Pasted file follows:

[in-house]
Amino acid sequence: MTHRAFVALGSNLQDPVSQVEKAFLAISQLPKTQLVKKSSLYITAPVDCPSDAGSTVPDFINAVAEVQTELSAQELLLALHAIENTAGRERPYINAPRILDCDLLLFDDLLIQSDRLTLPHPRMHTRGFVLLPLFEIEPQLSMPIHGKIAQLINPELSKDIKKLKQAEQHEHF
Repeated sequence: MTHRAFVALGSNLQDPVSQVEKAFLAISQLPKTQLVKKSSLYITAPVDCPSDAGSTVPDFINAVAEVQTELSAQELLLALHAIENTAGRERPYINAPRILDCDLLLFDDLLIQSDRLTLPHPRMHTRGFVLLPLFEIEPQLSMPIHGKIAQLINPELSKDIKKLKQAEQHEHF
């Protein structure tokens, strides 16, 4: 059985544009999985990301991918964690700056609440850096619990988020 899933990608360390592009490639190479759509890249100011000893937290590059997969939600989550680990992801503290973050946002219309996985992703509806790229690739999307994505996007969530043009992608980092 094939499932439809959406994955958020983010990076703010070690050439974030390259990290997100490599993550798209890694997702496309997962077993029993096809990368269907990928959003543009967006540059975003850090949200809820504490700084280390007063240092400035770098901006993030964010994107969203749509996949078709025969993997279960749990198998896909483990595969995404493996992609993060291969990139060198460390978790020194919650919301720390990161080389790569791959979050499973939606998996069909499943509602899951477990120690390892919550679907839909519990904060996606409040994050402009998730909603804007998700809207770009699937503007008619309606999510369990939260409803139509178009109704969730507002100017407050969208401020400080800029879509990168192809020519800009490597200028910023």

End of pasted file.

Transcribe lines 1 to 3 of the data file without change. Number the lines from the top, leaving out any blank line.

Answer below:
[in-house]
Amino acid sequence: MTHRAFVALGSNLQDPVSQVEKAFLAISQLPKTQLVKKSSLYITAPVDCPSDAGSTVPDFINAVAEVQTELSAQELLLALHAIENTAGRERPYINAPRILDCDLLLFDDLLIQSDRLTLPHPRMHTRGFVLLPLFEIEPQLSMPIHGKIAQLINPELSKDIKKLKQAEQHEHF
Repeated sequence: MTHRAFVALGSNLQDPVSQVEKAFLAISQLPKTQLVKKSSLYITAPVDCPSDAGSTVPDFINAVAEVQTELSAQELLLALHAIENTAGRERPYINAPRILDCDLLLFDDLLIQSDRLTLPHPRMHTRGFVLLPLFEIEPQLSMPIHGKIAQLINPELSKDIKKLKQAEQHEHF